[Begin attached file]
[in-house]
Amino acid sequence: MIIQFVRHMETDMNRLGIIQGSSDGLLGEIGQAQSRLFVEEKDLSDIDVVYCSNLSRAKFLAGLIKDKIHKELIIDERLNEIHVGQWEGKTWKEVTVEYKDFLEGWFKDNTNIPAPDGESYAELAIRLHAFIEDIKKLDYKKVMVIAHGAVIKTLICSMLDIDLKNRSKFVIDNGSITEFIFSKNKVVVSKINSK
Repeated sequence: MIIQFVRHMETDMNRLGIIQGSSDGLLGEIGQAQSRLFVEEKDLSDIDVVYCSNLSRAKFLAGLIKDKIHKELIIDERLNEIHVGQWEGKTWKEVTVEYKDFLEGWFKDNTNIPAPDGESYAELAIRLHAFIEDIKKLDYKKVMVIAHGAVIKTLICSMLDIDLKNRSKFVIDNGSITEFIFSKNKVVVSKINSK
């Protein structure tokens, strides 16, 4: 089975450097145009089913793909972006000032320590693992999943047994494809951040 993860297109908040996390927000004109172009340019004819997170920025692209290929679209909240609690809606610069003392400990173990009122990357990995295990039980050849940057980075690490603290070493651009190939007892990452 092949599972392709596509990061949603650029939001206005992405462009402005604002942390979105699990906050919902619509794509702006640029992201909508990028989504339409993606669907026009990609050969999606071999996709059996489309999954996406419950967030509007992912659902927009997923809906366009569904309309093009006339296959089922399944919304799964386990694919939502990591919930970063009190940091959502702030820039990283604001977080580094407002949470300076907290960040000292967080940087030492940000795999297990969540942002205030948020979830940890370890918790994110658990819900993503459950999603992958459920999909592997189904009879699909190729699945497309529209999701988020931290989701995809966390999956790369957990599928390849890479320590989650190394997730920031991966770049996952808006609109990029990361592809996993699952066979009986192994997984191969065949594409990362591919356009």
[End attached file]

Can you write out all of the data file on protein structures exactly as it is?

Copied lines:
[in-house]
Amino acid sequence: MIIQFVRHMETDMNRLGIIQGSSDGLLGEIGQAQSRLFVEEKDLSDIDVVYCSNLSRAKFLAGLIKDKIHKELIIDERLNEIHVGQWEGKTWKEVTVEYKDFLEGWFKDNTNIPAPDGESYAELAIRLHAFIEDIKKLDYKKVMVIAHGAVIKTLICSMLDIDLKNRSKFVIDNGSITEFIFSKNKVVVSKINSK
Repeated sequence: MIIQFVRHMETDMNRLGIIQGSSDGLLGEIGQAQSRLFVEEKDLSDIDVVYCSNLSRAKFLAGLIKDKIHKELIIDERLNEIHVGQWEGKTWKEVTVEYKDFLEGWFKDNTNIPAPDGESYAELAIRLHAFIEDIKKLDYKKVMVIAHGAVIKTLICSMLDIDLKNRSKFVIDNGSITEFIFSKNKVVVSKINSK
């Protein structure tokens, strides 16, 4: 089975450097145009089913793909972006000032320590693992999943047994494809951040 993860297109908040996390927000004109172009340019004819997170920025692209290929679209909240609690809606610069003392400990173990009122990357990995295990039980050849940057980075690490603290070493651009190939007892990452 092949599972392709596509990061949603650029939001206005992405462009402005604002942390979105699990906050919902619509794509702006640029992201909508990028989504339409993606669907026009990609050969999606071999996709059996489309999954996406419950967030509007992912659902927009997923809906366009569904309309093009006339296959089922399944919304799964386990694919939502990591919930970063009190940091959502702030820039990283604001977080580094407002949470300076907290960040000292967080940087030492940000795999297990969540942002205030948020979830940890370890918790994110658990819900993503459950999603992958459920999909592997189904009879699909190729699945497309529209999701988020931290989701995809966390999956790369957990599928390849890479320590989650190394997730920031991966770049996952808006609109990029990361592809996993699952066979009986192994997984191969065949594409990362591919356009």